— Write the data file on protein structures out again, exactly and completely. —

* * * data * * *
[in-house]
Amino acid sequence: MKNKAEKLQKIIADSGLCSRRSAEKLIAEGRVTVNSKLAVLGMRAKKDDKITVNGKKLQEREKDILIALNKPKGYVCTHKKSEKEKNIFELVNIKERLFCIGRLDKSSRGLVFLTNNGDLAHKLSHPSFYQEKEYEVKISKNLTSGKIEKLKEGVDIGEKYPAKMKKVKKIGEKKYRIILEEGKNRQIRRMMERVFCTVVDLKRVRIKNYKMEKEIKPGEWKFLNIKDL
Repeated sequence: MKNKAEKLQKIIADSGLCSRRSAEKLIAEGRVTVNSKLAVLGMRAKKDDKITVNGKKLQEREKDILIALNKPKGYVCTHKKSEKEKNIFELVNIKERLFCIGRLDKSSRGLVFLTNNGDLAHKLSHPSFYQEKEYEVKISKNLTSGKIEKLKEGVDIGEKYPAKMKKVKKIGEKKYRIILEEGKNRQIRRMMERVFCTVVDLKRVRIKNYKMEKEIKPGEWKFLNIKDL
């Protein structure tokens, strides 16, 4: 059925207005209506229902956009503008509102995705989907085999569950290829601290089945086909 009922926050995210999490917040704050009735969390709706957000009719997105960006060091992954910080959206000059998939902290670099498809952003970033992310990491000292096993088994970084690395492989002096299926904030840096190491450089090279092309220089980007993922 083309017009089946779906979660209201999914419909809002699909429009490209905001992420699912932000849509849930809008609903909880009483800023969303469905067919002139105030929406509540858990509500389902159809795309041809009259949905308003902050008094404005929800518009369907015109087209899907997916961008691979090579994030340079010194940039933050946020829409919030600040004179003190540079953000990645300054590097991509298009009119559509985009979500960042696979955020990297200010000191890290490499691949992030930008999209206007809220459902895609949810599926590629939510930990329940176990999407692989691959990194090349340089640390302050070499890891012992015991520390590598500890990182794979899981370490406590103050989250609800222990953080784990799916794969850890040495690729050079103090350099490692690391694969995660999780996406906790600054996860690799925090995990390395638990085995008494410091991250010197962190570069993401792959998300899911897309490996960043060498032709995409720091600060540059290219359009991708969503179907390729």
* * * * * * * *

[in-house]
Amino acid sequence: MKNKAEKLQKIIADSGLCSRRSAEKLIAEGRVTVNSKLAVLGMRAKKDDKITVNGKKLQEREKDILIALNKPKGYVCTHKKSEKEKNIFELVNIKERLFCIGRLDKSSRGLVFLTNNGDLAHKLSHPSFYQEKEYEVKISKNLTSGKIEKLKEGVDIGEKYPAKMKKVKKIGEKKYRIILEEGKNRQIRRMMERVFCTVVDLKRVRIKNYKMEKEIKPGEWKFLNIKDL
Repeated sequence: MKNKAEKLQKIIADSGLCSRRSAEKLIAEGRVTVNSKLAVLGMRAKKDDKITVNGKKLQEREKDILIALNKPKGYVCTHKKSEKEKNIFELVNIKERLFCIGRLDKSSRGLVFLTNNGDLAHKLSHPSFYQEKEYEVKISKNLTSGKIEKLKEGVDIGEKYPAKMKKVKKIGEKKYRIILEEGKNRQIRRMMERVFCTVVDLKRVRIKNYKMEKEIKPGEWKFLNIKDL
């Protein structure tokens, strides 16, 4: 059925207005209506229902956009503008509102995705989907085999569950290829601290089945086909 009922926050995210999490917040704050009735969390709706957000009719997105960006060091992954910080959206000059998939902290670099498809952003970033992310990491000292096993088994970084690395492989002096299926904030840096190491450089090279092309220089980007993922 083309017009089946779906979660209201999914419909809002699909429009490209905001992420699912932000849509849930809008609903909880009483800023969303469905067919002139105030929406509540858990509500389902159809795309041809009259949905308003902050008094404005929800518009369907015109087209899907997916961008691979090579994030340079010194940039933050946020829409919030600040004179003190540079953000990645300054590097991509298009009119559509985009979500960042696979955020990297200010000191890290490499691949992030930008999209206007809220459902895609949810599926590629939510930990329940176990999407692989691959990194090349340089640390302050070499890891012992015991520390590598500890990182794979899981370490406590103050989250609800222990953080784990799916794969850890040495690729050079103090350099490692690391694969995660999780996406906790600054996860690799925090995990390395638990085995008494410091991250010197962190570069993401792959998300899911897309490996960043060498032709995409720091600060540059290219359009991708969503179907390729």